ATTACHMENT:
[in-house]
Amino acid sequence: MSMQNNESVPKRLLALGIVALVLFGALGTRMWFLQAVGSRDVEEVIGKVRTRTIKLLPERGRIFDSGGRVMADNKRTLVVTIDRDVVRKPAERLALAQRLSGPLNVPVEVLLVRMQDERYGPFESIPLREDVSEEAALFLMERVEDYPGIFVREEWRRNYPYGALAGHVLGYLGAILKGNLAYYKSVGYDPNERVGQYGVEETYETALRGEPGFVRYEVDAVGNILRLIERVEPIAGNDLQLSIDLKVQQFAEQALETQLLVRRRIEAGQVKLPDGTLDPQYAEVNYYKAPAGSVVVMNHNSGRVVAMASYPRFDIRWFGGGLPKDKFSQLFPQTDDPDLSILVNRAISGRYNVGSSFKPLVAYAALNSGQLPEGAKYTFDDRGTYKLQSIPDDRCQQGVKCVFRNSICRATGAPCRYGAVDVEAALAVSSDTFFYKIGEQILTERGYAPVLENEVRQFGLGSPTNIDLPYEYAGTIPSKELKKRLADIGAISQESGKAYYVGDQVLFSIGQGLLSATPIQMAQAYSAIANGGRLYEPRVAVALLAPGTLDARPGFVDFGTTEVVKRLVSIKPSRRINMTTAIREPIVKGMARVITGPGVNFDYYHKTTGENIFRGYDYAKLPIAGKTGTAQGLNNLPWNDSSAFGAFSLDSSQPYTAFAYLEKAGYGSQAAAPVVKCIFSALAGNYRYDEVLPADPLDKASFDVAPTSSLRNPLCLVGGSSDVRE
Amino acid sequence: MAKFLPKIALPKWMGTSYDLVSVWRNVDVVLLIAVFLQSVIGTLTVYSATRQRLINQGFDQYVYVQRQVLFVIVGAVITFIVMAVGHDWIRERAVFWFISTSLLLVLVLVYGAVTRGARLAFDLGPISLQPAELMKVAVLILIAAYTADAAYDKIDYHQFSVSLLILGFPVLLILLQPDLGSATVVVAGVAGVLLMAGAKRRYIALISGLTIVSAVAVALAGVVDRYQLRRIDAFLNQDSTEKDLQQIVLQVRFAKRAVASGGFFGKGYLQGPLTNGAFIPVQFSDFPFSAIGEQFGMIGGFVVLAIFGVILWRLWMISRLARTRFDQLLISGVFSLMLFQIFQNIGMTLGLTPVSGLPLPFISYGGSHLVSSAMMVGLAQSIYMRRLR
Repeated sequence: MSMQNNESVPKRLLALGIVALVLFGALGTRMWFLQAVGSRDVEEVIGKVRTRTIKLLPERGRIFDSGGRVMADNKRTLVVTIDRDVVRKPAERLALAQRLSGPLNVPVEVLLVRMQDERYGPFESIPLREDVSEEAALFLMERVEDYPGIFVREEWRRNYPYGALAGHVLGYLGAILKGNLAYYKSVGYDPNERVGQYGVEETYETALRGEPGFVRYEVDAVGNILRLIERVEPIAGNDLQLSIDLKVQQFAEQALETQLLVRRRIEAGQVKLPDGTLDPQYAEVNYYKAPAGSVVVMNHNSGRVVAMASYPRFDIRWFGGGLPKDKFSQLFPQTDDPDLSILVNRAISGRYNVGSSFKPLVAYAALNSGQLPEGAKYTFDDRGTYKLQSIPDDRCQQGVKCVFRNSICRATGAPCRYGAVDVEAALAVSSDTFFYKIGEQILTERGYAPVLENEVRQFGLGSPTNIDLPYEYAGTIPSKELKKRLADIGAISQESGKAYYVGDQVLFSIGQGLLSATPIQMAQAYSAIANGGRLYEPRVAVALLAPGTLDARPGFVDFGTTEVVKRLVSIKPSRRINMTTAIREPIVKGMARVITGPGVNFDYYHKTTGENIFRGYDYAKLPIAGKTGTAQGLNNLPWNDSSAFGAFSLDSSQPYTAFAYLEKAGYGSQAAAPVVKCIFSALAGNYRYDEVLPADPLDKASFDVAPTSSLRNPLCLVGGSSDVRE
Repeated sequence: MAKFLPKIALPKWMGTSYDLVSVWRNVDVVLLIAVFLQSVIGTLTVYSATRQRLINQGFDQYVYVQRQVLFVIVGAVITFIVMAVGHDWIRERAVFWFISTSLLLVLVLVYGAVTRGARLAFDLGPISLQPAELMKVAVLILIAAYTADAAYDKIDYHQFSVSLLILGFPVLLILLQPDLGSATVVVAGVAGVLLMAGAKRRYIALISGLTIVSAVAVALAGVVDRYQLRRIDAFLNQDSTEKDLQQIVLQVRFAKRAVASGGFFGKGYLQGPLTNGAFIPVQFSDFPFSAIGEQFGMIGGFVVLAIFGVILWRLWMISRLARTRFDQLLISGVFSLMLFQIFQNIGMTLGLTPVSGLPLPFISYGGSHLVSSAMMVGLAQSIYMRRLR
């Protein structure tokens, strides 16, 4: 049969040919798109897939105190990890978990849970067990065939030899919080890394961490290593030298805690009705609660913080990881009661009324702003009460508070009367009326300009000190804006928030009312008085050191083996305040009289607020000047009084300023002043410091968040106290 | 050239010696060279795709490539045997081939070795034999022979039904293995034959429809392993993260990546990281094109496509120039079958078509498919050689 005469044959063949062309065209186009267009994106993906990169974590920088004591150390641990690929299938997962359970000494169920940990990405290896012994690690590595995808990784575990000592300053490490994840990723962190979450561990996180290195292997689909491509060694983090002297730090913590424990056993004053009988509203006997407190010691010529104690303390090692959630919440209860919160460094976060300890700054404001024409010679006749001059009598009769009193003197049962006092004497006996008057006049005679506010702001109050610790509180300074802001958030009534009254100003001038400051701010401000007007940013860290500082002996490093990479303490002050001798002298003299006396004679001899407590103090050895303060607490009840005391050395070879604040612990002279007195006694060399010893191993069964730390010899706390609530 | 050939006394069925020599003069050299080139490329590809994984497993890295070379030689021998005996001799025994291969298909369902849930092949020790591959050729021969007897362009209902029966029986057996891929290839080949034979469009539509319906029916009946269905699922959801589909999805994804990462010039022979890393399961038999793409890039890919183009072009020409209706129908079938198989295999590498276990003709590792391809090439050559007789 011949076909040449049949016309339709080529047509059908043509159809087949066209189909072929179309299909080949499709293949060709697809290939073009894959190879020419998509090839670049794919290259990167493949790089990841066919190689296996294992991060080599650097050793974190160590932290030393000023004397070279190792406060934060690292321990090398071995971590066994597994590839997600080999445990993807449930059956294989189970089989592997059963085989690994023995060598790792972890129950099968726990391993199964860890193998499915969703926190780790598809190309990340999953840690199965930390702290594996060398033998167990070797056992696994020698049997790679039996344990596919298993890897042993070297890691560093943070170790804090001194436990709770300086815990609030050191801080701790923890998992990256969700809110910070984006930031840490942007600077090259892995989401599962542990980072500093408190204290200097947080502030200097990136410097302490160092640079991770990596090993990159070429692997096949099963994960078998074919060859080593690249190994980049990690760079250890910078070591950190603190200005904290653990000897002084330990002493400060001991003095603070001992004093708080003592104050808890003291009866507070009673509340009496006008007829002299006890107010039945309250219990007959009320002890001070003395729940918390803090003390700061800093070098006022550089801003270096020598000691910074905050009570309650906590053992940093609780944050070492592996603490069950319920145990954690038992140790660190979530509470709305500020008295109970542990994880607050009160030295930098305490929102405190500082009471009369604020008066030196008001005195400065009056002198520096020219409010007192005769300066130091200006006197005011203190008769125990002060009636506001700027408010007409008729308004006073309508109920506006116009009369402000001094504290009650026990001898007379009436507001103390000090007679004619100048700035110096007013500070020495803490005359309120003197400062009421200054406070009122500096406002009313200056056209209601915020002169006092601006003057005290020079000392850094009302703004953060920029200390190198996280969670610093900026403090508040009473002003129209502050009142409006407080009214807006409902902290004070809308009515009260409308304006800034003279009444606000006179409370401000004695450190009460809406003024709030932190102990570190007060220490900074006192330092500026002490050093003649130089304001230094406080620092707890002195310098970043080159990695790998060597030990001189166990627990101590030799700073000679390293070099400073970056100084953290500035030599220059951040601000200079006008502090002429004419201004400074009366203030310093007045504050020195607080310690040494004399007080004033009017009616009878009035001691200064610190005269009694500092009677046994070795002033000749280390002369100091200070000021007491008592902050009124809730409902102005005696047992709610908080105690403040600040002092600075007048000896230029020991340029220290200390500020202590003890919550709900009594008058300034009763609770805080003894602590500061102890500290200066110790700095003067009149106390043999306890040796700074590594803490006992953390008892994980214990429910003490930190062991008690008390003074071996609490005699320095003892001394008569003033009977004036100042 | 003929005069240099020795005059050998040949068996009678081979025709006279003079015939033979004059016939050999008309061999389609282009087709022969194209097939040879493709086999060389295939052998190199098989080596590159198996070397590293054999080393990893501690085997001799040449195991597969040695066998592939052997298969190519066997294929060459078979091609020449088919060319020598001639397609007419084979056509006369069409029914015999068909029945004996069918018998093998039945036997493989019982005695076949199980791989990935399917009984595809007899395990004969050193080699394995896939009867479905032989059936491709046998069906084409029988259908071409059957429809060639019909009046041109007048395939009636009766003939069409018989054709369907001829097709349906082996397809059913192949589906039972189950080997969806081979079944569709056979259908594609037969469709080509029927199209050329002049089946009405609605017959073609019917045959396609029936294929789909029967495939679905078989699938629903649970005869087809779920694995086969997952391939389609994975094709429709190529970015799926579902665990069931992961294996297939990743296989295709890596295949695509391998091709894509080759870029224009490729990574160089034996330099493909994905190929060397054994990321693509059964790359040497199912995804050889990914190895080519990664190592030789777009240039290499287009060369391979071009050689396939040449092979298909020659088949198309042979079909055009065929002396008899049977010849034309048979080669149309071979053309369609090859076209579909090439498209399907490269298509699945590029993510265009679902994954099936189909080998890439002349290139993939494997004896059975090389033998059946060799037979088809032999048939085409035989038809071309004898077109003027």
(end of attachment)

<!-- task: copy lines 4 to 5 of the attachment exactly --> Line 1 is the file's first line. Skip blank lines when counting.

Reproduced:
Repeated sequence: MSMQNNESVPKRLLALGIVALVLFGALGTRMWFLQAVGSRDVEEVIGKVRTRTIKLLPERGRIFDSGGRVMADNKRTLVVTIDRDVVRKPAERLALAQRLSGPLNVPVEVLLVRMQDERYGPFESIPLREDVSEEAALFLMERVEDYPGIFVREEWRRNYPYGALAGHVLGYLGAILKGNLAYYKSVGYDPNERVGQYGVEETYETALRGEPGFVRYEVDAVGNILRLIERVEPIAGNDLQLSIDLKVQQFAEQALETQLLVRRRIEAGQVKLPDGTLDPQYAEVNYYKAPAGSVVVMNHNSGRVVAMASYPRFDIRWFGGGLPKDKFSQLFPQTDDPDLSILVNRAISGRYNVGSSFKPLVAYAALNSGQLPEGAKYTFDDRGTYKLQSIPDDRCQQGVKCVFRNSICRATGAPCRYGAVDVEAALAVSSDTFFYKIGEQILTERGYAPVLENEVRQFGLGSPTNIDLPYEYAGTIPSKELKKRLADIGAISQESGKAYYVGDQVLFSIGQGLLSATPIQMAQAYSAIANGGRLYEPRVAVALLAPGTLDARPGFVDFGTTEVVKRLVSIKPSRRINMTTAIREPIVKGMARVITGPGVNFDYYHKTTGENIFRGYDYAKLPIAGKTGTAQGLNNLPWNDSSAFGAFSLDSSQPYTAFAYLEKAGYGSQAAAPVVKCIFSALAGNYRYDEVLPADPLDKASFDVAPTSSLRNPLCLVGGSSDVRE
Repeated sequence: MAKFLPKIALPKWMGTSYDLVSVWRNVDVVLLIAVFLQSVIGTLTVYSATRQRLINQGFDQYVYVQRQVLFVIVGAVITFIVMAVGHDWIRERAVFWFISTSLLLVLVLVYGAVTRGARLAFDLGPISLQPAELMKVAVLILIAAYTADAAYDKIDYHQFSVSLLILGFPVLLILLQPDLGSATVVVAGVAGVLLMAGAKRRYIALISGLTIVSAVAVALAGVVDRYQLRRIDAFLNQDSTEKDLQQIVLQVRFAKRAVASGGFFGKGYLQGPLTNGAFIPVQFSDFPFSAIGEQFGMIGGFVVLAIFGVILWRLWMISRLARTRFDQLLISGVFSLMLFQIFQNIGMTLGLTPVSGLPLPFISYGGSHLVSSAMMVGLAQSIYMRRLR